Remaining in the Iron Age/ Romano-British period, the Lunesdale Archaeology Society has been investigating a settlement of this date at High Carlingill in Cumbria, near the Roman fort at Tebay. Other similar settlements are known along the Lune Valley, but this is the only one to have been excavated – and a two-year National Lottery Heritage Fund (NLHF)-funded community investigation has revealed enclosure banks built in the 2nd and 1st centuries BC, as well as house platforms dating to the 2nd and 3rd centuries. In 2022, the Society – following on from trenching in preceding years – completed excavation of the top of a mound in the centre of one of the enclosures, revealing an apsidal end to a rectangular stone-walled building. Dates of cal AD 126-240 and cal AD 310-404 (from deposits of hazel charcoal beneath the floor and in a pit) are consistent with finds of Roman pottery and tile.

In South Yorkshire, the Roughbirchworth Community Excavation Group (with NLHF support) investigated a circular enclosure at Oxspring that is depicted on the mid-19th-century Ordnance Survey map. Two trenches excavated in 2022 investigated the enclosure ditch and banks, and a group of post-holes internally that are considered to post-date the original enclosure. Charcoal from the fill of one of the post-holes was radiocarbon-dated to cal AD 677-876.

The next project is one that was also recently visited by CA: the Hyde900 community group, who have been exploring the remains of Hyde Abbey in the back gardens of Winchester residents since 2016, mapping a substantial part of the nave and cloisters. A radiocarbon date of cal AD 903-1034 on oak charcoal from a context beneath the Abbey’s foundations and above a soil layer containing Roman tesserae aids understanding of the site before the Abbey was built in 1110.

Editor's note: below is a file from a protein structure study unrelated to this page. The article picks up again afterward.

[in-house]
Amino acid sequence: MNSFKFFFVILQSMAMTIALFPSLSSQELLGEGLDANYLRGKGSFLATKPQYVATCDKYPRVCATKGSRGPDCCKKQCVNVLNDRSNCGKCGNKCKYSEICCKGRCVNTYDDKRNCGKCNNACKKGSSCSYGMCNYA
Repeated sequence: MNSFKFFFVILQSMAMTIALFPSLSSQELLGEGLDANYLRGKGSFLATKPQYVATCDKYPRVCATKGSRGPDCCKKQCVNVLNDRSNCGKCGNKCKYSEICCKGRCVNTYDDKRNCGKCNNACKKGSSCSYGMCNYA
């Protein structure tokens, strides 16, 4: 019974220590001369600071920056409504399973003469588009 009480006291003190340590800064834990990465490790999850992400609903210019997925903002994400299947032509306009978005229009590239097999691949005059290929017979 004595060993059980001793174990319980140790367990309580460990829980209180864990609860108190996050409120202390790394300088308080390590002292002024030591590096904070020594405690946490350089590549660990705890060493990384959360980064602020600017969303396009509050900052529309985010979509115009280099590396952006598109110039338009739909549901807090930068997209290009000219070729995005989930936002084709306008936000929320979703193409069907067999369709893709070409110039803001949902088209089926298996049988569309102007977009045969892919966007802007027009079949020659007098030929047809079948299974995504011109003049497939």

Remaining in the medieval period, excavations by the Wendens Ambo Society for its ‘Lost Church of Wenden Parva Project’ in Essex have established the presence of a late Saxon apsidal church constructed on a pre-existing graveyard. In 2022, trenches abutting the southern foundations and outside the south-west corner of the church uncovered unusual burials. One man, occupying a whole-body anthropomorphic grave cut with head niche, was radiocarbon-dated to cal AD 1054-1290, while another individual whose left-side ribs had been removed, apparently through perimortem surgical intervention, was dated to cal AD 1030-1233.

The last project was the Lephin Community Archaeological Excavation at Lephin Chapel, a rectangular structure set within a relatively small enclosure on the Isle of Mull, in search of Norse settlement remains. The west coast of Scotland was initially invaded by Scandinavian Vikings and then settled by Norse folk, but the few Norse structures that have been identified in Scotland are largely confined to the Orkney Isles and the Outer Hebrides.

The initial two seasons demonstrated that the enclosure was part of a late 12th- and early 13th-century farmstead, and unearthed a late 10th- or 11th-century bone comb beneath the enclosure wall which is similar to finds from Norse-period sites in Orkney, and throughout Scandinavia. Further trenches were opened in 2022 within the medieval enclosure, two of which revealed features from probably at least one, if not more, domestic structures. Hazel charcoal from the fill of one of these features was radiocarbon-dated to cal AD 1028-1158, indicating that earlier structural remains, presumably late Norse in date, survive below the medieval farmstead.

The 2023 funding round is now open, and volunteer and community groups are warmly invited to apply before the closing date of 30 November. For more information, visit http://www.cardfund.org.

Source: Robin Holgate is Head of Publications at Archaeological Research Services Ltd (www.archaeologicalresearch services.com.)